5. Training for Boston in Boston must be EPIC! When I ran the Wellesley-Newton-Brookline section of the course on Saturday, there were at least another 100 or so people on the course, most of whom were with teams or wore BAA shirts. Several running clubs set up tables along the Newton stretch of Commonwealth Avenue with “Free Watah” for the “Runnahs.” Yes, that is exactly what their signs said. The energy on the course was incredible, and training teams had already put up “Right on Hereford, Left on Boylston” signs.

    So we don't get lost.

    So we don’t get lost.

  6. There were a lot of members of the Martin Richard team – Team MR8 – and it was both inspiring and heartbreaking to see them out there.
  7. The hills of Newton are, well, hilly? The one foot in front of the other method will be my strategy. And I’m glad I live in a hilly area. If the hills came earlier in the course, I don’t think they would be such a big deal. They were miles 6-9 of my run on Saturday and were no problem. The problem is that they start just before mile 18 on the full course. By mile 18, you’re kind of tuckered. And by the time you finish them at mile 21, you’re a shell of your former self.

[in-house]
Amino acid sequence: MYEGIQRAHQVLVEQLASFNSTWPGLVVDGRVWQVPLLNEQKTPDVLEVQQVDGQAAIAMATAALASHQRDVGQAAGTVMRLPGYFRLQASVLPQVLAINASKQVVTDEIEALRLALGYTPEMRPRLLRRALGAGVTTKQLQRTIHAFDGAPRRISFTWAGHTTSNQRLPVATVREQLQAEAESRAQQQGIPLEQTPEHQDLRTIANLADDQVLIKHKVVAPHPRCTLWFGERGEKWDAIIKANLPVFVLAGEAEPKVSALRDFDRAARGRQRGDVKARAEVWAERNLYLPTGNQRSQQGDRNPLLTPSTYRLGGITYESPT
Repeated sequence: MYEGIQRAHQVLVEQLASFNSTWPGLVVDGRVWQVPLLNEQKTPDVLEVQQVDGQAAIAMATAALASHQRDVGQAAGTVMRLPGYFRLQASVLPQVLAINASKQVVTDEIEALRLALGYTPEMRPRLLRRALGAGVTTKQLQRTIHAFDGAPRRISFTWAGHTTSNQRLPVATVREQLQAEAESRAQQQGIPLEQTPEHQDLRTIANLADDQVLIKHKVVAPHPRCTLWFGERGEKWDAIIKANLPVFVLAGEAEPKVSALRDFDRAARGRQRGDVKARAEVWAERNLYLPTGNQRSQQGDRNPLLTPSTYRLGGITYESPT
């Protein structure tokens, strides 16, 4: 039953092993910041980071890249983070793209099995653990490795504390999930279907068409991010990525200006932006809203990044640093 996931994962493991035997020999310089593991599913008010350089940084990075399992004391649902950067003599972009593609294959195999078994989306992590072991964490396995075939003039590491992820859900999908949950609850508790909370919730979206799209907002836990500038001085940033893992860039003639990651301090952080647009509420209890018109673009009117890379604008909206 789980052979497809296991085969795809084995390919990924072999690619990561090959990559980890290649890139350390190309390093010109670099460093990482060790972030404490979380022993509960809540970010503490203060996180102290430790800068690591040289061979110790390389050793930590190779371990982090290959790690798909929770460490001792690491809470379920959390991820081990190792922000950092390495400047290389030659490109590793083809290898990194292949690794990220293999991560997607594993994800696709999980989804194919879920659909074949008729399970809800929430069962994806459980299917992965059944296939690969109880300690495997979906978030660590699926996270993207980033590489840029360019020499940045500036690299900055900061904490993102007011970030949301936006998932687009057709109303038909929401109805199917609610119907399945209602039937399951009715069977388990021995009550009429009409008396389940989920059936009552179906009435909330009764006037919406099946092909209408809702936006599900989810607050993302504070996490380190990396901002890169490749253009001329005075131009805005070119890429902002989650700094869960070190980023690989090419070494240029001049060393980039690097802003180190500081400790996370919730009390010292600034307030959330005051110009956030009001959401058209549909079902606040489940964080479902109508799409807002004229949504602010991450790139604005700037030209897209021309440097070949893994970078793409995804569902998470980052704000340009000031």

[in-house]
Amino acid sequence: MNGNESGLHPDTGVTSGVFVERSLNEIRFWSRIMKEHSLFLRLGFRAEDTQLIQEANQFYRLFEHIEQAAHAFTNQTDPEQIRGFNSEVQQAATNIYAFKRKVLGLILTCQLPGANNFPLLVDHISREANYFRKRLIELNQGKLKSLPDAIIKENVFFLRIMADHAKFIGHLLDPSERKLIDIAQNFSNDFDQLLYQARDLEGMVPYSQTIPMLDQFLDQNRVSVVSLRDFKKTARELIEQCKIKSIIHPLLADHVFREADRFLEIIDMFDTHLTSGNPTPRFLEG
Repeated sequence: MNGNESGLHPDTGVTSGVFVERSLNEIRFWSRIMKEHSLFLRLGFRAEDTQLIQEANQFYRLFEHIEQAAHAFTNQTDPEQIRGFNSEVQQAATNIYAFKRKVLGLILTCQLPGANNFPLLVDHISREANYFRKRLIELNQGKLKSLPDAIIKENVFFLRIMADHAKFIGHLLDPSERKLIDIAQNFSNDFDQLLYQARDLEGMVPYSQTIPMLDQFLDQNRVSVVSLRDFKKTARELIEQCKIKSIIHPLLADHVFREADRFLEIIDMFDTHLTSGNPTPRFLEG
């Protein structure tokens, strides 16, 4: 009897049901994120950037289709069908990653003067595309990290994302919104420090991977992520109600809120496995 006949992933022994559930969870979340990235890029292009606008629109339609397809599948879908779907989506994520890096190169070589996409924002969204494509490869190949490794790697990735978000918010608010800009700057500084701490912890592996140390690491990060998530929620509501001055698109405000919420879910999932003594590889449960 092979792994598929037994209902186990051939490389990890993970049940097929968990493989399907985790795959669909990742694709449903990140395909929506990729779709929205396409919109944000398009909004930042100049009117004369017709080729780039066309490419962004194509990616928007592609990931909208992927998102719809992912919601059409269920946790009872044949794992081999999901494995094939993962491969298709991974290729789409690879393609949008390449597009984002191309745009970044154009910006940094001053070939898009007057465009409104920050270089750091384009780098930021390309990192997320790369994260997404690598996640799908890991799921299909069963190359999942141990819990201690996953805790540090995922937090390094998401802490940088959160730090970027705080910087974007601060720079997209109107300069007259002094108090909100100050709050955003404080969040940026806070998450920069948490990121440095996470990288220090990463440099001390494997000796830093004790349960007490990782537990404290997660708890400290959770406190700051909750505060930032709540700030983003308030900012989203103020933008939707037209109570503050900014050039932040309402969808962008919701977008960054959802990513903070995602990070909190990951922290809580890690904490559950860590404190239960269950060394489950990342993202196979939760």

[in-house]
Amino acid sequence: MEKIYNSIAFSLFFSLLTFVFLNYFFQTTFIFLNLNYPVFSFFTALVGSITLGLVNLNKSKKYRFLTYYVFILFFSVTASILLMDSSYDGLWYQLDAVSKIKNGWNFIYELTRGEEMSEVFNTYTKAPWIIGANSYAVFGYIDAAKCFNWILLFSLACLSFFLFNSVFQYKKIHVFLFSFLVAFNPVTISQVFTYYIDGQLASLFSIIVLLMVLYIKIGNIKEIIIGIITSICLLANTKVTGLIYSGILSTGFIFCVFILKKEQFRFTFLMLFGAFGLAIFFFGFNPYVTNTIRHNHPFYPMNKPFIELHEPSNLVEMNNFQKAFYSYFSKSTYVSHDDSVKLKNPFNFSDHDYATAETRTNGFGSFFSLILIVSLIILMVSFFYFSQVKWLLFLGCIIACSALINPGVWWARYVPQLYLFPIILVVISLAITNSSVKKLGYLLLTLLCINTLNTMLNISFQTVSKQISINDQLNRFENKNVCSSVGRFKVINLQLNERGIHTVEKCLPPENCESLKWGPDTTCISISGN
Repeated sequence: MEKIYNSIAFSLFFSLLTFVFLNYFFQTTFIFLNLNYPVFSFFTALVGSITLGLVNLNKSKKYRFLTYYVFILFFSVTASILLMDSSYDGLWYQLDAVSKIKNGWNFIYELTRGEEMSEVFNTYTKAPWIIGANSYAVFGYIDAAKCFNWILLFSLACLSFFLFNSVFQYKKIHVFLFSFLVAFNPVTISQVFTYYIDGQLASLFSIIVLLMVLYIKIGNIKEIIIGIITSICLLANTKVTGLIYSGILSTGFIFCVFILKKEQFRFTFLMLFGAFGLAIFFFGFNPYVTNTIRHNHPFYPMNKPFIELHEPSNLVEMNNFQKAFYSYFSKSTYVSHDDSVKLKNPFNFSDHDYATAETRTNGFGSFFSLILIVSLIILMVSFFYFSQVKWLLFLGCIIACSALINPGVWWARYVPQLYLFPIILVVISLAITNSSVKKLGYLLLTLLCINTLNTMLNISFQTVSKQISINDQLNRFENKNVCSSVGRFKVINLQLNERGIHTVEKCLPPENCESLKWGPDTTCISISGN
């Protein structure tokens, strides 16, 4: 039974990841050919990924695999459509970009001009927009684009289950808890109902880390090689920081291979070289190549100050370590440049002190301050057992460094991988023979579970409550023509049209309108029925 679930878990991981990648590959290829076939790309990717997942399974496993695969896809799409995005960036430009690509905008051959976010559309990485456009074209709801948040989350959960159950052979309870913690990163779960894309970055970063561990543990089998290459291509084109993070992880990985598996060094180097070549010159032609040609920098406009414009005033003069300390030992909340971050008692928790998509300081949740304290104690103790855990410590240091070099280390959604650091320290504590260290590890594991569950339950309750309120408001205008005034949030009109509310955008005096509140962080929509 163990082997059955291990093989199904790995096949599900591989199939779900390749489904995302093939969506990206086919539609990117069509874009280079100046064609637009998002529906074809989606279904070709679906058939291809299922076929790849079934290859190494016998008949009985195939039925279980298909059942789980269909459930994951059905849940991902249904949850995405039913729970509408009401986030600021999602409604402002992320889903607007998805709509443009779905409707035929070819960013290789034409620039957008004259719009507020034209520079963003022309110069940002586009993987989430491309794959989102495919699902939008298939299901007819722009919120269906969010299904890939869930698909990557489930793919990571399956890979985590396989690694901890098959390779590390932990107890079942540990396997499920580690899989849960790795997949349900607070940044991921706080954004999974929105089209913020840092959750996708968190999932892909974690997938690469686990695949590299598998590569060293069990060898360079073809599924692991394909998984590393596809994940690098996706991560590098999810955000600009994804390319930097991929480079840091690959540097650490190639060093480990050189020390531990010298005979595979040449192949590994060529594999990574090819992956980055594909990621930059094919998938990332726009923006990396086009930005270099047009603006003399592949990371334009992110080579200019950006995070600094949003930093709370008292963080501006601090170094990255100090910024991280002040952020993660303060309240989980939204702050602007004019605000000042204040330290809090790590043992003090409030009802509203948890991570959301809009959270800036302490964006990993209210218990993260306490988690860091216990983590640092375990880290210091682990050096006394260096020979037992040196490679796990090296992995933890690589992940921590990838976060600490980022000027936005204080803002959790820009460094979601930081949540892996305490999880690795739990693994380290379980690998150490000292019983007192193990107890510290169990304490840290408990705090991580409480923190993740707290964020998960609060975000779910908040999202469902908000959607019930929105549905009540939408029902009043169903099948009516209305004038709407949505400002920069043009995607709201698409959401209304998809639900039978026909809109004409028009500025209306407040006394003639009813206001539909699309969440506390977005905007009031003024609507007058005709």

8. This was my last double digit run before the race and I couldn’t help but think that I should have used a formal training plan. Yes, I know it is a little late. And no, I’m not going to start one now. Just a realization to file away for my next race, whenever that may be. I don’t know if I would be in better shape physically if I followed a set plan, but I do think that I’d be in a better place mentally. More on this in another post.
  9. There is a definite technique to running downhills without killing your quads, and I don’t think I have figured it out yet. I have done many google searches in the past few weeks on downhill running, but probably not enough actual practice to grasp the technique. Note to self: a marathon is not a 9th grade history test. I’m pretty sure you can’t “cram” for it. I suspect I will confirm this on the 20th.